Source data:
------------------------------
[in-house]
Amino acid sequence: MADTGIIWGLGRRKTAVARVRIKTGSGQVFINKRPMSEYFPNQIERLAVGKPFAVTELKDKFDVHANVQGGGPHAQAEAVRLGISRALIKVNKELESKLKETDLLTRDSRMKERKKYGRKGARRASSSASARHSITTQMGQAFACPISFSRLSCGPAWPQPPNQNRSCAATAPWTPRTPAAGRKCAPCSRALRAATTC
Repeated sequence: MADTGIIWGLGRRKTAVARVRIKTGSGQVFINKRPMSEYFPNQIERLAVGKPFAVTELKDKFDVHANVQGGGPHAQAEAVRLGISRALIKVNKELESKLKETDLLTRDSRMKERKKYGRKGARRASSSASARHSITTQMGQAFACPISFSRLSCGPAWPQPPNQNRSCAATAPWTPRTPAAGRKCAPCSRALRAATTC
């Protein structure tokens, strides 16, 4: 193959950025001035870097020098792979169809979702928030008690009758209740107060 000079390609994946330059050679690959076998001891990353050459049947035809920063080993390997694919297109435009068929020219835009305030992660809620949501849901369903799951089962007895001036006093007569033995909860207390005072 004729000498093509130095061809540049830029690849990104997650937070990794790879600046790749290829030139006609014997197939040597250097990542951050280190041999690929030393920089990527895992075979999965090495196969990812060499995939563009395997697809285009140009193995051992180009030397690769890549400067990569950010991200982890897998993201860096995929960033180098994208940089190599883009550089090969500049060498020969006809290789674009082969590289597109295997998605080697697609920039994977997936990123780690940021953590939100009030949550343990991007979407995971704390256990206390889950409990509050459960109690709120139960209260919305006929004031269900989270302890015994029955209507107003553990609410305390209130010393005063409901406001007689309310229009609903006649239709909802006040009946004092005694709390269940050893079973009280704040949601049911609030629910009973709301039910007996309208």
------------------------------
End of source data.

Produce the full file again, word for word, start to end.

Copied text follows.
[in-house]
Amino acid sequence: MADTGIIWGLGRRKTAVARVRIKTGSGQVFINKRPMSEYFPNQIERLAVGKPFAVTELKDKFDVHANVQGGGPHAQAEAVRLGISRALIKVNKELESKLKETDLLTRDSRMKERKKYGRKGARRASSSASARHSITTQMGQAFACPISFSRLSCGPAWPQPPNQNRSCAATAPWTPRTPAAGRKCAPCSRALRAATTC
Repeated sequence: MADTGIIWGLGRRKTAVARVRIKTGSGQVFINKRPMSEYFPNQIERLAVGKPFAVTELKDKFDVHANVQGGGPHAQAEAVRLGISRALIKVNKELESKLKETDLLTRDSRMKERKKYGRKGARRASSSASARHSITTQMGQAFACPISFSRLSCGPAWPQPPNQNRSCAATAPWTPRTPAAGRKCAPCSRALRAATTC
């Protein structure tokens, strides 16, 4: 193959950025001035870097020098792979169809979702928030008690009758209740107060 000079390609994946330059050679690959076998001891990353050459049947035809920063080993390997694919297109435009068929020219835009305030992660809620949501849901369903799951089962007895001036006093007569033995909860207390005072 004729000498093509130095061809540049830029690849990104997650937070990794790879600046790749290829030139006609014997197939040597250097990542951050280190041999690929030393920089990527895992075979999965090495196969990812060499995939563009395997697809285009140009193995051992180009030397690769890549400067990569950010991200982890897998993201860096995929960033180098994208940089190599883009550089090969500049060498020969006809290789674009082969590289597109295997998605080697697609920039994977997936990123780690940021953590939100009030949550343990991007979407995971704390256990206390889950409990509050459960109690709120139960209260919305006929004031269900989270302890015994029955209507107003553990609410305390209130010393005063409901406001007689309310229009609903006649239709909802006040009946004092005694709390269940050893079973009280704040949601049911609030629910009973709301039910007996309208």